Lion Taming Part One

Steven L. Katz is the author of Lion Taming: Working Successfully with Leaders, Bosses and Other Tough Customers. Katz has worked as a corporate lion tamer for over 20 years; he’s been the executive assistant and right hand to many high-level executives and leaders, including a senior (unnamed in the book) U.S. senator. He intersperses real lion tamer advice from circus performers with advice on how to work with powerful leaders in business.

Do What You Are

Do What You Are is one of the books I always reach for when I work with jobseekers. On his website, Tieger says that career advice has traditionally been based on “a good match for the jobseeker’s values, interests and skills.” There’s only one problem with this approach, Tieger says: it doesn’t work.

Sense Your Humor

There are four humors found in humans, according to this ancient theory. When the humors were in balance, people are healthy; when humors are out of balance, the person gets sick. Around 400 BC, Hippocrates took this theory a step further and developed personality models based on the humors: Melancholic, Choleric, Sanguine and Phlegmatic. Although the medical humor theory is long out of the mainstream, you’ll recognize these personality descriptions; we still use them today.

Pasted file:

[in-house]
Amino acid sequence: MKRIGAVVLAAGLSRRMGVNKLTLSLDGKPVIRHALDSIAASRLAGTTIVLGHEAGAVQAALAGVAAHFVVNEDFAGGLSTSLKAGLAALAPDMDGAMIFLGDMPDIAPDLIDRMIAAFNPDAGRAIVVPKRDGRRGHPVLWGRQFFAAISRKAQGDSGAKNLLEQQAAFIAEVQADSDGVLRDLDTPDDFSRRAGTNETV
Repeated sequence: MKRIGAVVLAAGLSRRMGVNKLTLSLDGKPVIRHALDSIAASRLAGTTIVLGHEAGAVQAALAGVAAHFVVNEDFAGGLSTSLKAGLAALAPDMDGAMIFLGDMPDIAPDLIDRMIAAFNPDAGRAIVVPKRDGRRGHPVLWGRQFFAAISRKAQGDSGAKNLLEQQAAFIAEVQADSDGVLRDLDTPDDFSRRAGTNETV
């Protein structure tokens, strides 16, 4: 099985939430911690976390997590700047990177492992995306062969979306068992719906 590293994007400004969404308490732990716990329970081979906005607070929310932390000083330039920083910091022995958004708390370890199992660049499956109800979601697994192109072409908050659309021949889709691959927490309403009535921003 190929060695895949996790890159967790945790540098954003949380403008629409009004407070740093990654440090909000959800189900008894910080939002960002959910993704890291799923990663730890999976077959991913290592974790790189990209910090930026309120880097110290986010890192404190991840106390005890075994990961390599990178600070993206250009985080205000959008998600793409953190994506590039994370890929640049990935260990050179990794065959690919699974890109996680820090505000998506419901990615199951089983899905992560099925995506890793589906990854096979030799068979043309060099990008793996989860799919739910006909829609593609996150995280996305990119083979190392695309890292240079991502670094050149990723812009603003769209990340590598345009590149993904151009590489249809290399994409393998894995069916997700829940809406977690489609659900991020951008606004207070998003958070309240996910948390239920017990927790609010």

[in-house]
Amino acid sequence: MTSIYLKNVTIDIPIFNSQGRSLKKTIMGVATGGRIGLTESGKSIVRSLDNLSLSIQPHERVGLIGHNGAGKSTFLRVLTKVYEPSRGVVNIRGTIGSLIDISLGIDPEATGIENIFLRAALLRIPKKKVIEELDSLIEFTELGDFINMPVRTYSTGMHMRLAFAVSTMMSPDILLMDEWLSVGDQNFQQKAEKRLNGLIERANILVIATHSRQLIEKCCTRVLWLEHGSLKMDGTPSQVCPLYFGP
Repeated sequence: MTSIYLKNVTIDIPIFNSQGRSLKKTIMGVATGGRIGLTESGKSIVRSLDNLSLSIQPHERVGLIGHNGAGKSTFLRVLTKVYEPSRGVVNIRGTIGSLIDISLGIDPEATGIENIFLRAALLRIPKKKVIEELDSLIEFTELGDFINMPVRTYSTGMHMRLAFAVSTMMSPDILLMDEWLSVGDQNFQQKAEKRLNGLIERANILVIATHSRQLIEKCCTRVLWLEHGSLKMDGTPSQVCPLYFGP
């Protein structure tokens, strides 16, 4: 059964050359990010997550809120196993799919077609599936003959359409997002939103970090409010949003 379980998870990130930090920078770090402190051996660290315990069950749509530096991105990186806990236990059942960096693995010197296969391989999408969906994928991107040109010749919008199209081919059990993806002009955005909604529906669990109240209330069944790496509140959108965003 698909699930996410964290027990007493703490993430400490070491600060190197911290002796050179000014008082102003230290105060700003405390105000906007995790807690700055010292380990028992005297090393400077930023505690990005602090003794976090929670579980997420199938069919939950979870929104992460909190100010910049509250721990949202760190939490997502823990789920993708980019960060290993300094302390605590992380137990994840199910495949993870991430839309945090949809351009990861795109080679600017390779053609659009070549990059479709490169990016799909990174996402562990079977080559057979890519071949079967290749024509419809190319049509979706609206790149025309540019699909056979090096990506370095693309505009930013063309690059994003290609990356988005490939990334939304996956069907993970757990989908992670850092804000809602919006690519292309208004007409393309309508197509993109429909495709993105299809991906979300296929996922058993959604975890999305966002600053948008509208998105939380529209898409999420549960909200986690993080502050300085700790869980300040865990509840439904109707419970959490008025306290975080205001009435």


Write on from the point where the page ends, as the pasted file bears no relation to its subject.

Adapting Your Communication Style

Personality conflicts are a fact of life in the office. Even if a team has the same goals, they will differ on how to achieve them. Understanding your own communication style and decision process is important if you want a successful team. Even more important than self awareness, though, is your ability to adapt to the other team members’ styles when communicating with them.

Do What You Are: Keys to Career Satisfaction

Paul Tieger’s Do What You Are is one of the best career advice books I’ve used. The book is organized into chapters on each of the 16 personality types of the Myers Briggs Type Indicator (MBTI.) Each chapter offers a list of what makes work worthwhile for that personality type. The lists work so well because they aren’t specific to any occupation. They focus on what makes your personality type tick and where you’ll find satisfying work and people who understand you. When I coach people on career transition, I suggest that they focus on these concepts rather than salary and duties. After all, you probably know what the job involves already. What you don’t know s what the team is like – and how well you’ll fit in.